The first-ever World Poker Tour event in Amsterdam, a tournament that attracted 341 entries, is down to the final table of six, and local favorite Joep van den Bijgaart and WPT Amsterdam High Roller champ Jason Wheeler are both still in contention. However, both players trail chip leader Steve Warburton with 2,810,000, while Fredrik Andersson, Kees van Brugge and Farid Yachou are also still vying for the €215,000 first-place prize.
WPT Amsterdam Final Table
|Seat||Player||Chip Count||Big Blinds|
|3||Kees van Brugge||1,270,000||42|
|4||Joep van den Bijgaart||1,650,000||55|
The penultimate day of the Main Event started with 16 hopefuls including WPT Champions Club member Giacomo Fundaro, Sorel Mizzi and Thierry van den Berg. The latter was the short stack coming in, but he did manage to squeeze out a little pay jump. The first player to get knocked out was actually World Series of Poker Asia-Pacific Main Event winner Scott Davies, who lost a big coin flip holding ace-king versus Fundaro's pocket tens.
The next player to go was Van den Berg, who got his money in holding ace-queen versus Mizzi's pocket fives. The flop brought an ace, but the river spelled disaster when Mizzi hit his set. Van den Berg was disappointed to get knocked out and collected €12,000 for his performance.
Just a few hands later, Barrie Pietersz was eliminated in 14th place when he ran pocket nines into Van Brugge's tens. From there, the third Dutchman in a row fell when Erik van den Berg ran ace-king suited into Wheeler's aces. With a dozen players left play slowed down considerably, and for almost three hours nobody busted.
The last champ remaining, Fundaro, was then shown the door, after running into Aki Pyysing's queens. Fundaro had a pair and a gutshot before picking up a flush draw on the turn, but he could not hit on the river. Sandro Pitzanti was the next to go in 11th place when he called Van Brugge's shove on an ace-high board with ace-five. However, Van Brugge had flopped a set of sevens, and all of a sudden just 10 remained, all of which were guaranteed €14,650.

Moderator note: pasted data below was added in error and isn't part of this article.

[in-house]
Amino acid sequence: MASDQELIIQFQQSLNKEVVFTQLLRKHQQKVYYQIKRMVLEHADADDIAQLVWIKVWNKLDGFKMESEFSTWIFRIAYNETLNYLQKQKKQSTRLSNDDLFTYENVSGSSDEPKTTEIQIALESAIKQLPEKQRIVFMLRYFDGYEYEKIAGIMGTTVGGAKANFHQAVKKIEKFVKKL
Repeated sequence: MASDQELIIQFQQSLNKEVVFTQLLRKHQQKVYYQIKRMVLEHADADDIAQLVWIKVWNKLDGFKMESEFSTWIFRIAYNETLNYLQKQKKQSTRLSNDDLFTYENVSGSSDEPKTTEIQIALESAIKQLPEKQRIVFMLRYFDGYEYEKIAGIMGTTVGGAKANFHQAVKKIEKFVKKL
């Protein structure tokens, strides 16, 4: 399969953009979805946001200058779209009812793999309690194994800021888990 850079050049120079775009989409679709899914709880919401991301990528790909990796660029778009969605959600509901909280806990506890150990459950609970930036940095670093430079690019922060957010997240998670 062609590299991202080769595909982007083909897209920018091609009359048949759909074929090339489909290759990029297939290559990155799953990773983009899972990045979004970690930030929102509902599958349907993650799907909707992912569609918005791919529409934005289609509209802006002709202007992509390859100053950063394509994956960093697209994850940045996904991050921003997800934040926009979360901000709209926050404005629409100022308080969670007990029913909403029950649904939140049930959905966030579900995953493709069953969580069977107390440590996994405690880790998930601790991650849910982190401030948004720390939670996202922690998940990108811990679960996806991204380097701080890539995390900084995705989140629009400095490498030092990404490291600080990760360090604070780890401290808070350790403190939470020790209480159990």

The chips were divided evenly with ten players remaining, and it took a huge bad beat for Mizzi to fall short of the final table. Mizzi got his money in good with ace-king suited against Andersson's ace-queen suited, but the Swede managed to river the nut flush for the double. Mizzi was knocked out on the next hand when he shoved ace-three into Wheeler's ace-king suited.
Louis Salter was knocked out soon after reaching the final table when he shoved ace-four into Andresson's queens. Salter took home €20,500 for his efforts, and Andersson retook the chip lead. The last Fin remaining, Pyysing, busted in eighth when his ace-ten couldn't hold up against Wheeler's ace-five. The American pro flopped a pair of fives after the two clashed before the flop, and Pyysing collected €27,500.
The final table bubble saw Pim van Riet reshove nine-deuce suited into Van den Bijgaart's aces, which of course spelled disaster and officially established the final six.
The fifth and final day will kick off on Saturday at 2:00 p.m., so tune back then PokerNews.com for live updates of the final table. Here are the final table payouts for your information.
*Includes a seat into the season-ending WPT World Championship.